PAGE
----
Now, I’m always aware of the eyes on me, and I move stiffly, knowing that I’m no dancer. Somewhere along the way, I also became ashamed of my singing voice—I couldn’t tell you why. I almost never sing where anybody can hear me, and if I do, I sing off key on purpose, just so no one will think I’m trying to do it well.

I don’t want that for my daughter. I want to teach her to take joy in her body. To move when the spirit is in her. To never, ever stop dancing. I want her to sing, too. With happiness, with abandon, with confidence.

I want her to believe in faeries, and goblins, and even monsters, if she wants to. I want her to indulge in daydreams, and to thrill in the power of her own imagination.

I want her to believe in her own beauty—no matter what the outside world says. I want her to be able to shrug off careless comments and cutting words, knowing that they’re just the product of small minds.

Above all, I want her to be true to herself. To be strong enough to rise above peer pressure and societal conventions when necessary, and follow her gut. I want her to be able to make her own decisions, and to have the courage to follow her dreams.

I want a lot for my daughter. And to help her achieve those things? I’m trying to set a good example.

We dance whenever we get a chance. I sing to her, loudly, happily (and sometimes tunelessly), just to see her smile. I tell her stories, and spend quiet moments with her nestled against me, chasing the movies in my mind.

I’m trying to be nicer to myself (sometimes more successfully than others), focusing on the positives, and refusing to be blinded by the negatives.

Before making a decision, I’m taking the time to check in with my inner voice, taking my own advice more often than not. I’m standing up for myself more, and being a doormat less.

I’m getting in touch with the me I could have been, maybe should have been. And you know what? I like her. A lot.

So watch out, world. I’m letting loose—and next spring, I’m going to buy a twirly skirt...and I'm going to teach my little girl how to spin and spin and spin...

Wednesday, October 14, 2009

Wordful Wednesday: The Halloween Photo Shoot

I love Halloween. Love it with a capital L. Not so much the gory, scare-the-crap-outta-you part of the holiday, but the dressing up and getting candy part? That's pure awesomeness in my book.

In past years, of course, I didn't have a child to costume. But you know what I did have? A dog. That's right, my dog was forced to dress up. I don't think he really minded...



But now we have Tori. Sure, she's a little small to go trick or treating, but that doesn't mean I can't dress her up. Lucky girl that she is, she has two costumes. One we picked up at a second hand store for $5.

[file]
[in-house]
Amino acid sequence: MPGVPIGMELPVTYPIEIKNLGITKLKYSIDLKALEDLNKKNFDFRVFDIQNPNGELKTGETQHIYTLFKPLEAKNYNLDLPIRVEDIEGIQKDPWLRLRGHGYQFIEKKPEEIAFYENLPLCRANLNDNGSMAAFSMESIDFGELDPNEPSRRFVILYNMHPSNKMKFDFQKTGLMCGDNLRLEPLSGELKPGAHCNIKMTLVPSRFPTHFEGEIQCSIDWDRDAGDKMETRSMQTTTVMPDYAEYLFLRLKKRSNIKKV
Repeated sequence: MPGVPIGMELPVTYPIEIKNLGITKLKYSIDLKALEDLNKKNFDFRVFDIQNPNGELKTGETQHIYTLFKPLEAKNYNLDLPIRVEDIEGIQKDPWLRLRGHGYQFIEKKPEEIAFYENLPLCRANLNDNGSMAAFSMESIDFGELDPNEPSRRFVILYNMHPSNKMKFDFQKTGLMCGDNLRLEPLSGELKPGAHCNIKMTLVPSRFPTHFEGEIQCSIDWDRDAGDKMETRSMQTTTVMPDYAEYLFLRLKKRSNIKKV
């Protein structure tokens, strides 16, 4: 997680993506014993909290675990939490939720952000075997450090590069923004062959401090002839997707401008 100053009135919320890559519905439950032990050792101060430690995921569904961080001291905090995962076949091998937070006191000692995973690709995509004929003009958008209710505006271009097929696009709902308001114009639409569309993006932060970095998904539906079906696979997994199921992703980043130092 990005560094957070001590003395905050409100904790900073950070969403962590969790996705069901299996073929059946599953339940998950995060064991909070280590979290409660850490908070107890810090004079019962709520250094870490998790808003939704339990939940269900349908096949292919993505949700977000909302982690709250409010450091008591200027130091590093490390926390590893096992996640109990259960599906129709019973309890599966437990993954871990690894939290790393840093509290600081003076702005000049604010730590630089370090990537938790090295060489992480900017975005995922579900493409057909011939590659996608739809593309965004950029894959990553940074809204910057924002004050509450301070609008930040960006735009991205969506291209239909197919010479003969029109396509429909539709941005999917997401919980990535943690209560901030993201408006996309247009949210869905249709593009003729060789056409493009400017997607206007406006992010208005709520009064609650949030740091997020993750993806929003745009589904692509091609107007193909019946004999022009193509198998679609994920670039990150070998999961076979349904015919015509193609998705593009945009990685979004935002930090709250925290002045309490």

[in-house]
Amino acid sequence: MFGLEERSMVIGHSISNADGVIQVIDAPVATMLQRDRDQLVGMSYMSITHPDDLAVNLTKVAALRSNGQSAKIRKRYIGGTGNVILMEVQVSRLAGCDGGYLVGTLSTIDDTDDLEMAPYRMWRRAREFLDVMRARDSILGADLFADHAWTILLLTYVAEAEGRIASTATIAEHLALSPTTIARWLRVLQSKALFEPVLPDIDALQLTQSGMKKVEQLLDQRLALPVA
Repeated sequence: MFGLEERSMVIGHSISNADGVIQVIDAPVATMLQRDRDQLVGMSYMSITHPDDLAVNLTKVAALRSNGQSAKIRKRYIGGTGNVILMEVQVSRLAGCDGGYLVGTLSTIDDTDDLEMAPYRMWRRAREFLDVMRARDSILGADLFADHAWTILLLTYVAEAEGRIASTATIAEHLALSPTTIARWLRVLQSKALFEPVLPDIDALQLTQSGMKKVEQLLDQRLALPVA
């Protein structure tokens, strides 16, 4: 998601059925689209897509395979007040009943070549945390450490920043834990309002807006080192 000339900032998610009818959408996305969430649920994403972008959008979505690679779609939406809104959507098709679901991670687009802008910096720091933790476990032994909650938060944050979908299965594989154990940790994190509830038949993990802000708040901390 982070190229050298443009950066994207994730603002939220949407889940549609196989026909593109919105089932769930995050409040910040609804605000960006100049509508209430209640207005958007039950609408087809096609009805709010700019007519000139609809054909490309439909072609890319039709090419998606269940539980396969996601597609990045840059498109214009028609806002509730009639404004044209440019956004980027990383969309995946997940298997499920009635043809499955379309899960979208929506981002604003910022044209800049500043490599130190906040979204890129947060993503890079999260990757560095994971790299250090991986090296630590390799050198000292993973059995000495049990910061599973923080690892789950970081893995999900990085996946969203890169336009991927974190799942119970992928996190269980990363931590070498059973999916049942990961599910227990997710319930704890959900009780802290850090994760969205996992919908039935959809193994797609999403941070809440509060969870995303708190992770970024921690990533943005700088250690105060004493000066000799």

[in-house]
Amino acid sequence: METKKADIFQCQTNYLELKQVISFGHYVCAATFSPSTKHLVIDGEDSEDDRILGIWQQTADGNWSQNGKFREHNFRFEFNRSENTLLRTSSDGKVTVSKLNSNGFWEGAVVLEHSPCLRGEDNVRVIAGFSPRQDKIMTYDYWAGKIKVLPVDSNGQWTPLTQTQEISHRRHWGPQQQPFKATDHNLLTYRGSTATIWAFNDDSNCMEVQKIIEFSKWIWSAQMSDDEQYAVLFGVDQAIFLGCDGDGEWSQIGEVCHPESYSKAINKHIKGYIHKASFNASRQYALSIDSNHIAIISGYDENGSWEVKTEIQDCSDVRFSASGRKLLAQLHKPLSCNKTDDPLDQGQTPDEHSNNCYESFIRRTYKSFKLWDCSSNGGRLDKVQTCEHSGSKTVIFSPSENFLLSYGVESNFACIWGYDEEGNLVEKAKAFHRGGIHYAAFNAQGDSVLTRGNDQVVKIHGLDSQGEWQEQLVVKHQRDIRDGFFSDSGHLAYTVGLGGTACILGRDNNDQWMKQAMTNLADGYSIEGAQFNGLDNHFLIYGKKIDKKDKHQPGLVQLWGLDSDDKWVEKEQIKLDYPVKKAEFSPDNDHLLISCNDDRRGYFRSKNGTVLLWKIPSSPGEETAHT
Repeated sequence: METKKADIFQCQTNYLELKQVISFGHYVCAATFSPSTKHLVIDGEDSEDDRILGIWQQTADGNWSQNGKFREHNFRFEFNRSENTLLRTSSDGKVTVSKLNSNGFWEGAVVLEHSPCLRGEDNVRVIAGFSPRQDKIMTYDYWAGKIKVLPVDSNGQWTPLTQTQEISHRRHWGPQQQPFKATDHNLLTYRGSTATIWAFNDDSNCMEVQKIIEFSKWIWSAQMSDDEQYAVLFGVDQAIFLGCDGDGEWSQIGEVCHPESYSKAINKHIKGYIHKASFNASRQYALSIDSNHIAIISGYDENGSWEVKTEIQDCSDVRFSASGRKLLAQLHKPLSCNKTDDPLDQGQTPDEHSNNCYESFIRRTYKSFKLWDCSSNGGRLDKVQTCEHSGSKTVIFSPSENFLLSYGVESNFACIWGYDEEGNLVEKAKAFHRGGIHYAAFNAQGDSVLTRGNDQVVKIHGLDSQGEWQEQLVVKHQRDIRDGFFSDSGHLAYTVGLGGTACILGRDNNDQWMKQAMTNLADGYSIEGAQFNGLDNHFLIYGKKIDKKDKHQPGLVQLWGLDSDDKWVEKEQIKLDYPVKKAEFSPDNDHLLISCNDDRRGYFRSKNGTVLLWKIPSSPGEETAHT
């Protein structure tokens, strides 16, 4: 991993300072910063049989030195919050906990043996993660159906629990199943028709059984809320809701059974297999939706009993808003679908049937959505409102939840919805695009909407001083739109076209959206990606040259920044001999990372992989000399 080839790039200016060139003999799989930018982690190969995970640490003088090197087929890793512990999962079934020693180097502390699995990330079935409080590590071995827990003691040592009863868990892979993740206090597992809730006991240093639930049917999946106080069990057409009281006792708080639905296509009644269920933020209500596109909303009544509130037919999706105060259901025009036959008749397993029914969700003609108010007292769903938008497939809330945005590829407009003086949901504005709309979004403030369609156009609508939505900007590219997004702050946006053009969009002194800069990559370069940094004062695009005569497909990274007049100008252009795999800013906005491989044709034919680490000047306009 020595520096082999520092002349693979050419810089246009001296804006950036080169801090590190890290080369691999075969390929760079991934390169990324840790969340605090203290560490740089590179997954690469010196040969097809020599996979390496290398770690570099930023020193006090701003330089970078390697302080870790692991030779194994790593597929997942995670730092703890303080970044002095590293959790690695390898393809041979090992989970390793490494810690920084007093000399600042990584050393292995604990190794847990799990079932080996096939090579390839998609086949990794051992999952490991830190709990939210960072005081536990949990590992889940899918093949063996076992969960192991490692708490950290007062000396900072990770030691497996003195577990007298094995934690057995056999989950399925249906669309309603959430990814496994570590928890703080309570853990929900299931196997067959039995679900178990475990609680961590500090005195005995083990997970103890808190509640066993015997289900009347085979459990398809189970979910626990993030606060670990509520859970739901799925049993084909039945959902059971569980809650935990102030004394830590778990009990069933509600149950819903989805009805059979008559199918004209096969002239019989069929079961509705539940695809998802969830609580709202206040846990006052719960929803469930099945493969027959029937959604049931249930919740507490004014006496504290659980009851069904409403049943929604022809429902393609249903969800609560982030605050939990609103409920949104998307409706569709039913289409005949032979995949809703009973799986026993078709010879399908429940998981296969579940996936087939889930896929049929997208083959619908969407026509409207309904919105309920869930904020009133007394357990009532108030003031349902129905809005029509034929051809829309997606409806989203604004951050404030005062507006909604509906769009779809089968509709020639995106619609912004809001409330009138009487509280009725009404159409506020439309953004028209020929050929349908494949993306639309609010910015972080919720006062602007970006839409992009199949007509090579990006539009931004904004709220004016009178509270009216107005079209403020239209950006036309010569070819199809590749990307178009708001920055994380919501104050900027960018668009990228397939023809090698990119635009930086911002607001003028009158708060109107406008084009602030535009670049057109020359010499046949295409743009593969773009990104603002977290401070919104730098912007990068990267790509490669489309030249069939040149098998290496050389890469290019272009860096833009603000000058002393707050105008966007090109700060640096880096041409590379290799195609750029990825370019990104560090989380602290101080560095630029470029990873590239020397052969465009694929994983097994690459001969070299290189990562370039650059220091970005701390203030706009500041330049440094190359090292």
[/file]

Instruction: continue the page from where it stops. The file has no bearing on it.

I call her my grumposaurus when she's fussy, so I thought a dragon costume would be appropriate.




Have you ever seen a cuter dragon?




I didn't think so.

But then we started worrying that we'd get flack for not dressing her in something appropriately girly, so I made her a fairy costume. That's right. Anti-crafty me made a costume. Luckily, it didn't require any sewing.




She likes being a fairy, I think. Here's a full length shot...




I think it turned out fairly well, all things considered. In fact, I'm patting myself on the back right now.




Couldn't you just eat her up? Oh, and don't worry. Kermit got in on the action too.




He'll always be our fur baby, after all. Hopefully, by Halloween, I'll have come up with a new costume for him. One that matches the baby's, perhaps?

I can hear him snorting in disgust right now.


Tuesday, October 13, 2009

The Inevitable Fall.

Gravity has never been my friend.

I have tripped over dogs, toys and people. Fallen down stairs, over curbs and through doorways. I've broken my elbow, sprained my ankle and on one particularly memorable occasion, both broken and dislocated my knee.

I've spent more than my fair share of time in the ER. I've been escorted there by family, driven by coworkers, and, in the Case of the Broken Dislocated Knee, arrived by ambulance. I've had so many X-rays that I'm beginning to fear I might eventually suffer from radiation poisoning.

There are almost always bruises on some part of my anatomy. I bump into counters. Run smack into walls. Try to walk through large, heavy things, like cement blocks. There is nothing and nowhere that is adequately protected from my supreme gracelessness.

If klutziness were a superpower, I would be the undisputed Queen of Klutzes.

So it's never been a question of if  I would fall with my daughter in my arms, but when. The answer? October 10, 2009. That's right. She made it a whole six months and one week without having her life endangered by her well-meaning mother.